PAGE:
Karl-Thomas Neumann, the new CEO of Opel, is confident that with funding from parent General Motors, the European brand will be able to cut its losses and will be on the road to recovery. At the recently held Geneva auto show, Neumann said that they have a 10-year plan and a new leadership and now, with the aid of GM’s financing, it can cover its losses as well as invest billions of euros into a new product.
Neumann became the new Opel CEO effective March 1. He said that he accepted the responsibility because he believed that GM was committed to investing in the revival of Opel.
GM CEO Dan Akerson has been saying that GM has the capability of reviving Opel and that GM doesn’t plan to sell the subsidiary, which the company almost did in 2009. Even so, there were persistent rumors that GM will offer Opel to another company or to merge it in a joint venture with a company such as PSA Peugeot Citroen or Fiat.
Neumann has experienced being the boss of Volkswagen China and as the CEO of supplier Continental AG. He was the replacement of GM Vice Chairman Steve Girsky, who was interim CEO. GM has made progress with Opel’s restructuring by appointing Neumann and entering new deal with the unions in Germany.
Neumann cited three priorities. The first is to present new models. By 2016, Opel will have launched 23 new or redesigned models. It has recently added the Adam minicar and the Opel Mokka, which uses the same platform as the Buick Encore, to its lineup. Its second priority is to reduce costs.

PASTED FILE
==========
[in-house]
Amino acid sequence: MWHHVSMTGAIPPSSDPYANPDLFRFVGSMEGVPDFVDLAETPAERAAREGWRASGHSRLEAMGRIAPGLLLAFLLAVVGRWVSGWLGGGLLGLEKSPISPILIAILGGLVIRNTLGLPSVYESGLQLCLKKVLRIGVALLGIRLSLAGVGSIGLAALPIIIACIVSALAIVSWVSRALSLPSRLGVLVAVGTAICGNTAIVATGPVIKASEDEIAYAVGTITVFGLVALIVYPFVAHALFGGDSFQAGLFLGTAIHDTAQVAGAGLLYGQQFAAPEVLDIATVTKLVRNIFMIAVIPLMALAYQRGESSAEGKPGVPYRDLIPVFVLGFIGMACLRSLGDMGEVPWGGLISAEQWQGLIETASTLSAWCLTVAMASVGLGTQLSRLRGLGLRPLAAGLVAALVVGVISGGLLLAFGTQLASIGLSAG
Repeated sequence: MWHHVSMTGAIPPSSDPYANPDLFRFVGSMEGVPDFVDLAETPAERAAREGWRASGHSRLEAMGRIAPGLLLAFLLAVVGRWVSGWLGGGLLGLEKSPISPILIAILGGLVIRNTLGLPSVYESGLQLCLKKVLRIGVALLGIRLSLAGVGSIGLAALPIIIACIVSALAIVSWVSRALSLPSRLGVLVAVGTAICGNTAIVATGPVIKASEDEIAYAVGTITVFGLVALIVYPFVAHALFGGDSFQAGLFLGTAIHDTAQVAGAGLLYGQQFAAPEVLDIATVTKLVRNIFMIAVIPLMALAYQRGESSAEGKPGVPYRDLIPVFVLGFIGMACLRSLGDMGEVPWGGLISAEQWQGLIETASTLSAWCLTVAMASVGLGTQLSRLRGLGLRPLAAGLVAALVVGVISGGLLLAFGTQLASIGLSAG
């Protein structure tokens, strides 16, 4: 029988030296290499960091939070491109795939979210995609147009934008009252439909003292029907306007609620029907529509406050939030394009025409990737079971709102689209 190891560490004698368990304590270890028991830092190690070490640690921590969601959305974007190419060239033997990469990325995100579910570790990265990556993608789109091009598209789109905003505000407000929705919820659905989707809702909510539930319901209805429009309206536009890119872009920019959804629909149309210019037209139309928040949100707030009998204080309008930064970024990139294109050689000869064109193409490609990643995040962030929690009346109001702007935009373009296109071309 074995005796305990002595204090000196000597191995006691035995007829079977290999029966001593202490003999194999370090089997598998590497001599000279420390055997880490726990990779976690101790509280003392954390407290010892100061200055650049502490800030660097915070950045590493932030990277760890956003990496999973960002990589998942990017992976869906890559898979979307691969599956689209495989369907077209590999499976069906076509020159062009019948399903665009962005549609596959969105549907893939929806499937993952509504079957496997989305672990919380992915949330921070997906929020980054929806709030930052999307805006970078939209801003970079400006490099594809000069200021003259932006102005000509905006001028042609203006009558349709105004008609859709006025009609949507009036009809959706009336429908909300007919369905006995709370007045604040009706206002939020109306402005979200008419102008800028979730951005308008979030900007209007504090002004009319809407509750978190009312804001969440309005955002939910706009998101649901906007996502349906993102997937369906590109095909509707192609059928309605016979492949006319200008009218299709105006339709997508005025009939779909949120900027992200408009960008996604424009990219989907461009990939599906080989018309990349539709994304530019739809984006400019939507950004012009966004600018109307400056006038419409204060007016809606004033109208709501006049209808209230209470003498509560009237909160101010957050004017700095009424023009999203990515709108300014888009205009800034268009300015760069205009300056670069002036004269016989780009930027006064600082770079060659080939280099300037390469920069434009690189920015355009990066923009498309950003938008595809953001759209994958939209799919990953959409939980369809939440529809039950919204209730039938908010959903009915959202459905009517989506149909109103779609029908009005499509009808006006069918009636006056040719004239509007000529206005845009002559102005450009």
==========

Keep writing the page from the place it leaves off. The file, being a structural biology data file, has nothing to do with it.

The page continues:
Last month, GM agreed with labor leaders about its plans to cut expenses and minimize unused capacity, specifically in Germany. Unions have said that they will allow GM to close its plant in Bochum, Germany, at the end of 2016. Around 3,300 employees work at the plant, where the Zafira minivan is built. In addition, labor leaders agreed to a wage freeze through 2016 for over 20,000 of Opel's German workers.
In return, GM said that no one will be terminated during this period. Girsky declined to provide a figure on the savings from the new deal. However, it said that it will assist GM to reach its target of breaking even in Europe by the middle of the decade. Its third priority is to change the culture within Opel, hinting that complacency within the company has pulled it down.